Readers of this update should have found it no surprise that Bernanke's testimony marketed the start of this week's metals rally. As noted previously, Bernanke's speech two weeks ago, coupled with seemingly tame core inflation data, indicated his willingness to cut rates to stimulate an economy wrestling with subprime spillover. Other updates described how Bernanke's rate-targeting regime allows money supply to expand with economic growth, creating perpetual inflation.

In his testimony before the House last week, the Fed chairman was explicitly questioned about Fed's policies and the possibility of a dollar crisis by plucky Representative, and dark horse presidential candidate, Ron Paul, whose question referenced the 1979-80 dollar devaluation. Bernanke's very evasive answer was simply that he was "confident" the Fed could prevent such a calamity, but in a world of floating currencies, all of which are being rapidly devalued by excess creation, the dollar could actually gain ground relative to other currencies while losing value as measured in gold. This, in fact, is roughly what occurred in '79-80.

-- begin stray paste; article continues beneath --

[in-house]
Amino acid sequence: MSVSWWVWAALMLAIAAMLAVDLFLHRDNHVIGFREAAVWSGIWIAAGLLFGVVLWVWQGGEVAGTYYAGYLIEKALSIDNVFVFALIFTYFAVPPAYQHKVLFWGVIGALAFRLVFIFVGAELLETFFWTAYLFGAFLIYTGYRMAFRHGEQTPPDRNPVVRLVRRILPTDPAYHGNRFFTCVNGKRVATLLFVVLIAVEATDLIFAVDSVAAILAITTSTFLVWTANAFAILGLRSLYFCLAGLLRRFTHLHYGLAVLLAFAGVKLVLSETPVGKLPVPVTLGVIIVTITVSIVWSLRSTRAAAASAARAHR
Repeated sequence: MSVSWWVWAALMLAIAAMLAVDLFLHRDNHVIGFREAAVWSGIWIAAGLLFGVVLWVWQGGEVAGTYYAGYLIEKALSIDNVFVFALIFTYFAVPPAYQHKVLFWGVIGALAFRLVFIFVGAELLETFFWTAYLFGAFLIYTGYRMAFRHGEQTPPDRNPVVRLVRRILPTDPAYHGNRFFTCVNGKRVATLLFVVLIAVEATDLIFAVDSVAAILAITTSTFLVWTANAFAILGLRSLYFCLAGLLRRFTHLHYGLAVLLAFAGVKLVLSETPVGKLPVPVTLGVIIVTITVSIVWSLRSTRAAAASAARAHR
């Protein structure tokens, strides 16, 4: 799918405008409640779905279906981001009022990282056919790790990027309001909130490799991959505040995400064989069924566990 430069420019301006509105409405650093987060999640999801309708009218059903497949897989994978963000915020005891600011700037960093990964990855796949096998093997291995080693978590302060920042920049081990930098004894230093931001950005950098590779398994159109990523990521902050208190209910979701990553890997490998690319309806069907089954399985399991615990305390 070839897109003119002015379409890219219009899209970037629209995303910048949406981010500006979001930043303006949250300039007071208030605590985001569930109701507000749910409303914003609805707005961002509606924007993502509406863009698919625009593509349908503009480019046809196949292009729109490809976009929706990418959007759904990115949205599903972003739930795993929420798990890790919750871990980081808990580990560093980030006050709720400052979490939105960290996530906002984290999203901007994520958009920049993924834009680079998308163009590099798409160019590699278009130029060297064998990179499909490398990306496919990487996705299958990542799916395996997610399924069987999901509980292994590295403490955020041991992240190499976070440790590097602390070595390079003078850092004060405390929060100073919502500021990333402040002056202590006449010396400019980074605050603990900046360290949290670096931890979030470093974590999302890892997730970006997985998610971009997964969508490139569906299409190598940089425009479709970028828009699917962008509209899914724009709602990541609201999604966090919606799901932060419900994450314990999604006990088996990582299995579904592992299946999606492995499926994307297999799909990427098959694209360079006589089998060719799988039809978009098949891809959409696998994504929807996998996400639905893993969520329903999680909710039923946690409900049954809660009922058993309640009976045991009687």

As any gold trader knows, 1979-80 is the period that saw gold reach its all time high of $850/oz. More accurately, the dollar reached an all-time low of 1/850 ounce of gold. Meanwhile, currency exchange rates were roughly steady as foreign central banks engaged in "race for the bottom" devaluation parity. At the time, the Fed's policy was the exact opposite of the current rate-targeting regime; a steady rate of money supply growth was maintained, even as demand for money slackened, and interest rates were left to float, with the result of double digit inflation in early 1980. Under Bernanke's helm, expansion of the money supply is much closer linked to demand for money, which tends to keep inflation contained compared to 1980 levels, but if the Fed is forced to inject new money to stimulate borrowing in the wake of a subprime-induced credit collapse, it's difficult to see how the absolute buying power of the dollar, measured against gold, would not suffer. The fact that subprime borrowing concerns are also beginning to appear in European countries suggests the Fed may very well have the opportunity to use relatively stable exchange rates as a cover for their money creation.